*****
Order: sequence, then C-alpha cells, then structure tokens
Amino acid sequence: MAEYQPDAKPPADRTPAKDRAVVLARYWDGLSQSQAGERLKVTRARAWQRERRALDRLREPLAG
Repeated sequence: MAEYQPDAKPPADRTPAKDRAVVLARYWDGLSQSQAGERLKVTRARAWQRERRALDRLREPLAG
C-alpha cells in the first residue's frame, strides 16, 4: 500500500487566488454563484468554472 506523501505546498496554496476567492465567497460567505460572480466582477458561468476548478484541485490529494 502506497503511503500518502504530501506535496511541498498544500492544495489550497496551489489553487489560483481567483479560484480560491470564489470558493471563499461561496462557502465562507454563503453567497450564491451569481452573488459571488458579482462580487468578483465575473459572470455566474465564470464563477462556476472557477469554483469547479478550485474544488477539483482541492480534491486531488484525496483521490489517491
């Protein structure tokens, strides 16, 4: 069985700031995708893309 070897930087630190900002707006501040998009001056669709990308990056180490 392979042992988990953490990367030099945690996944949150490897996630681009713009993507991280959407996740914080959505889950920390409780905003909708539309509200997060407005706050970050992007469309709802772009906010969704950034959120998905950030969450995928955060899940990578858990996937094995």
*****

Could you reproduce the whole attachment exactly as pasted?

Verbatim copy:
Order: sequence, then C-alpha cells, then structure tokens
Amino acid sequence: MAEYQPDAKPPADRTPAKDRAVVLARYWDGLSQSQAGERLKVTRARAWQRERRALDRLREPLAG
Repeated sequence: MAEYQPDAKPPADRTPAKDRAVVLARYWDGLSQSQAGERLKVTRARAWQRERRALDRLREPLAG
C-alpha cells in the first residue's frame, strides 16, 4: 500500500487566488454563484468554472 506523501505546498496554496476567492465567497460567505460572480466582477458561468476548478484541485490529494 502506497503511503500518502504530501506535496511541498498544500492544495489550497496551489489553487489560483481567483479560484480560491470564489470558493471563499461561496462557502465562507454563503453567497450564491451569481452573488459571488458579482462580487468578483465575473459572470455566474465564470464563477462556476472557477469554483469547479478550485474544488477539483482541492480534491486531488484525496483521490489517491
């Protein structure tokens, strides 16, 4: 069985700031995708893309 070897930087630190900002707006501040998009001056669709990308990056180490 392979042992988990953490990367030099945690996944949150490897996630681009713009993507991280959407996740914080959505889950920390409780905003909708539309509200997060407005706050970050992007469309709802772009906010969704950034959120998905950030969450995928955060899940990578858990996937094995």